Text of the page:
T HAN1, C HAN1, Z THET1
1Department of Nephrology, Central Queensland Hospital and Health Service, Rockhampton, QLD
Background: Tuberculosis vaccine is an effective intravesical immunotherapy for superficial urothelial bladder carcinoma. There are only a few reports of intravesical BCG vaccine associated tuberculosis infection published in the literature.
Case report: A 71 year-old man with a superficial high grade and non-invasive papillary urothelial carcinoma of bladder was treated by a 3 year course of intermittent (18 times in total) intravesical BCG therapy. His other medical co-morbidities included hypertension, dyslipidemia, benign prostatic hypertrophy and diverticular disease. He tolerated the treatment well with only local irritation and his bladder cancer was cured. One and a half year after the last instillation of BCG vaccine, acute kidney injury (AKI) was developed. Prior to AKI, he had had a 4 month history of early morning fever, night sweat and severe weight loss. No malignancy or tuberculosis was found in imaginings, gastroscopy and colonoscopy. His eGFR dropped from 90 to 12. Renal biopsy showed acute granulomatous interstitial nephritis with acid fast bacilli (AFB). Urine culture grew Mycobacterium bovis. His BCG related renal tuberculosis was treated successfully with dual anti-tuberculosis therapy (Isoniazid 300mg daily, Rifampicin 600mg daiy) for a year. Three monthly urine AFB results following the treatment remain negative. His acute kidney injury also recovered and his latest eGFR was 41.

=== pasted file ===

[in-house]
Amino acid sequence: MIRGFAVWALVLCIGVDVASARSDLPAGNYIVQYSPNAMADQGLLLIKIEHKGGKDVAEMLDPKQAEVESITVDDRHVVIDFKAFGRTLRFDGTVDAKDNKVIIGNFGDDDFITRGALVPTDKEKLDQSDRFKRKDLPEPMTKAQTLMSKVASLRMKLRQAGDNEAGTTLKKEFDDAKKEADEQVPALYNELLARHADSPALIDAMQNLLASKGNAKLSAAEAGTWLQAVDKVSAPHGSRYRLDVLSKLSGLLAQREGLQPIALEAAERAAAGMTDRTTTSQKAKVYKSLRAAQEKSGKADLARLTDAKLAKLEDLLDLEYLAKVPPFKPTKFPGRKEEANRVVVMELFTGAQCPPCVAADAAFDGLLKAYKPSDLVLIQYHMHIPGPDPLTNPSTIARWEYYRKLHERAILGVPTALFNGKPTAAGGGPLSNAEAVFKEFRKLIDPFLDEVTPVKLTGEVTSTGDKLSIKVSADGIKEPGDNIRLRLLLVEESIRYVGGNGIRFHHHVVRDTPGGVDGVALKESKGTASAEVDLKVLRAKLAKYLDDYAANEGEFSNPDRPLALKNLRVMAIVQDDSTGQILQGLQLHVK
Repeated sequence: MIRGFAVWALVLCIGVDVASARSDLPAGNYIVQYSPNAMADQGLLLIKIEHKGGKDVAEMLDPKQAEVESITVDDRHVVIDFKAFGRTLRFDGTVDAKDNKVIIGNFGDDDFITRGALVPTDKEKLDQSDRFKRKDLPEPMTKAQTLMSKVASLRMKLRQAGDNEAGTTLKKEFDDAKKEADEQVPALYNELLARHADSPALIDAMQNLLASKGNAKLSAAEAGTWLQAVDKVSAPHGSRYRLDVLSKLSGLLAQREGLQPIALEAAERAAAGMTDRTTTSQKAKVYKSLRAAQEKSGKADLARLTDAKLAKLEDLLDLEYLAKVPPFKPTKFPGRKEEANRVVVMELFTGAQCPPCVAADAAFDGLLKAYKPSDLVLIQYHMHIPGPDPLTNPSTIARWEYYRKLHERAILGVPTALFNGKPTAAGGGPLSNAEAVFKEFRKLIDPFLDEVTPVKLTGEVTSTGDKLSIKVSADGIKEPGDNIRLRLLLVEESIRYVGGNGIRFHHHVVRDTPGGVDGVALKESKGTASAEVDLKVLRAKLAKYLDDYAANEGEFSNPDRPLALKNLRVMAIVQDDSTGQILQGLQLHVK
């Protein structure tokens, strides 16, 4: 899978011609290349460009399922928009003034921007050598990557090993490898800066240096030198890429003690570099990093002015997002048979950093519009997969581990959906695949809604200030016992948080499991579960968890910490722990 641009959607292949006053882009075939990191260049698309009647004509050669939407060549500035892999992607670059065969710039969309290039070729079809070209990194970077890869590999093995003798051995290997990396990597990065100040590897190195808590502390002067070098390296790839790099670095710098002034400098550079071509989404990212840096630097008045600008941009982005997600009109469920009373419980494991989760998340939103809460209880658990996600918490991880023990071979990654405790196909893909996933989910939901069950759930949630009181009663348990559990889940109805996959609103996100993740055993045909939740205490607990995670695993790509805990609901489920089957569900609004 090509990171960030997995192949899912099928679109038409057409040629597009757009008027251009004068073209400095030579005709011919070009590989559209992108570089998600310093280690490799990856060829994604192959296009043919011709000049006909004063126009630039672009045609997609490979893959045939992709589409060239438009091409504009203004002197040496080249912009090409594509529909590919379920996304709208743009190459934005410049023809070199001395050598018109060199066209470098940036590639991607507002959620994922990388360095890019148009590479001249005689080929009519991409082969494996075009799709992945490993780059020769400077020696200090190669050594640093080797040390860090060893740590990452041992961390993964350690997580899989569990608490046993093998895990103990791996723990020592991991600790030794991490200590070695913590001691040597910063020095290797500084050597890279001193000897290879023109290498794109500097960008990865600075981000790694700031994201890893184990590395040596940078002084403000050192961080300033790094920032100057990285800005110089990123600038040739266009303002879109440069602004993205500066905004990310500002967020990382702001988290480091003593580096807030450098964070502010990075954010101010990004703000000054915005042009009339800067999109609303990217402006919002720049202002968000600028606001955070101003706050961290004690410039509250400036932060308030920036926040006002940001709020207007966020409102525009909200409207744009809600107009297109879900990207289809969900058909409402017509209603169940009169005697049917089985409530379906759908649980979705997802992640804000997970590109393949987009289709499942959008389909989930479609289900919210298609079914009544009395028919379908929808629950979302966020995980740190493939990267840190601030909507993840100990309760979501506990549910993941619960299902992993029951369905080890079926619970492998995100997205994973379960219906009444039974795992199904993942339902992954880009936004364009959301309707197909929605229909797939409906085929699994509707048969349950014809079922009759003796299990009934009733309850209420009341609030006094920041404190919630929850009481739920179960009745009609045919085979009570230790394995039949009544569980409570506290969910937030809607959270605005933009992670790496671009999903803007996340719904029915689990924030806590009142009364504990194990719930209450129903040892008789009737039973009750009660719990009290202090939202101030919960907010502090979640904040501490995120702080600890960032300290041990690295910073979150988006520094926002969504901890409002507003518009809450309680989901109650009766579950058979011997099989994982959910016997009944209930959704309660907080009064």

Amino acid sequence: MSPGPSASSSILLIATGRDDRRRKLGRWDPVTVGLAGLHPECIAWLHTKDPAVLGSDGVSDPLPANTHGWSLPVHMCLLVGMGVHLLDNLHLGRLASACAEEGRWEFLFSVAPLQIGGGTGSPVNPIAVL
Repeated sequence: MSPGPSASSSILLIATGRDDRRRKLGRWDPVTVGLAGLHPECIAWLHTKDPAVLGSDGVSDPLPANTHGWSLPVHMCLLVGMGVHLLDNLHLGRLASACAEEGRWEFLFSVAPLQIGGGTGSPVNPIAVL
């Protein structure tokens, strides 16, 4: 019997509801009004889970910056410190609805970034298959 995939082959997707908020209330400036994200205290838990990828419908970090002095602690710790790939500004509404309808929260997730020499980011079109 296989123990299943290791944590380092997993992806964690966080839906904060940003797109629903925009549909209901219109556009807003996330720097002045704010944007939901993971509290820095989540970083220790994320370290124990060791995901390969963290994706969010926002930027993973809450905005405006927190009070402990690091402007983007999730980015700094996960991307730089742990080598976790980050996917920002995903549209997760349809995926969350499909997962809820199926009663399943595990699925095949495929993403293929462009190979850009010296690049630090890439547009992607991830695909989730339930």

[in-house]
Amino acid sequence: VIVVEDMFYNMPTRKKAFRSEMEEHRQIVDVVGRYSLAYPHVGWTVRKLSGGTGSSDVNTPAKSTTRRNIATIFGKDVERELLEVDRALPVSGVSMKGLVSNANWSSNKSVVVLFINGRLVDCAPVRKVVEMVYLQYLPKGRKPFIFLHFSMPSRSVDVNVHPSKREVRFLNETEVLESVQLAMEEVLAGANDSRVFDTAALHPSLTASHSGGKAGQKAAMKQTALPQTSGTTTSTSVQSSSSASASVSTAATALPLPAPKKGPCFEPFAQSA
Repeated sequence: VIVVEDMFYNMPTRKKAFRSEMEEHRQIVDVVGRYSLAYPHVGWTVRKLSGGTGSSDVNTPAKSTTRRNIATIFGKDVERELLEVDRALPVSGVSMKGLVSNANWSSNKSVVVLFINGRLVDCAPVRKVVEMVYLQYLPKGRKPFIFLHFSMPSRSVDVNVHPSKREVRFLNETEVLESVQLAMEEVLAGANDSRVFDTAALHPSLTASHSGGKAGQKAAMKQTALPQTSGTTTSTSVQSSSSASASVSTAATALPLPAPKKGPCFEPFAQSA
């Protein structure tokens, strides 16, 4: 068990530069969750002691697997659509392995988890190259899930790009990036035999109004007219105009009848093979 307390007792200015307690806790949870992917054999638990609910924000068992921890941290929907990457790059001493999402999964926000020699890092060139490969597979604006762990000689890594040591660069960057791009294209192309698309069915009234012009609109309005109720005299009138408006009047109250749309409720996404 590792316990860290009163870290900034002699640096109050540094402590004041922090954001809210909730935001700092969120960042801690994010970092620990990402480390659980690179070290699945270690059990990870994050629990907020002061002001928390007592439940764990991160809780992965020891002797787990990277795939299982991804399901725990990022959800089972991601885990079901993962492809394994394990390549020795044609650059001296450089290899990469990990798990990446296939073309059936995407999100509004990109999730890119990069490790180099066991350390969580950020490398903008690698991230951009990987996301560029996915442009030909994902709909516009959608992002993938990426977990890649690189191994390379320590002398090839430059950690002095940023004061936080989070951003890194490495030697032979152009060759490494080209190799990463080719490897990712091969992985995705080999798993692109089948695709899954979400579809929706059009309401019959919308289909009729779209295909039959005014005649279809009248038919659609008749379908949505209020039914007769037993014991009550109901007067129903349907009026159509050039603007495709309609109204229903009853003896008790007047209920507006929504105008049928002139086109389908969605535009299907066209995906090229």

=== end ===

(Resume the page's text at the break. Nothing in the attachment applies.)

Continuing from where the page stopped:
Conclusion: Although the intravesical instillation of BCG therapy is considered safe and effective, clinicians should be suspicious of renal tuberculosis when a patient has an acute kidney injury even BCG immunotherapy was given a while ago in immunocompetent patient.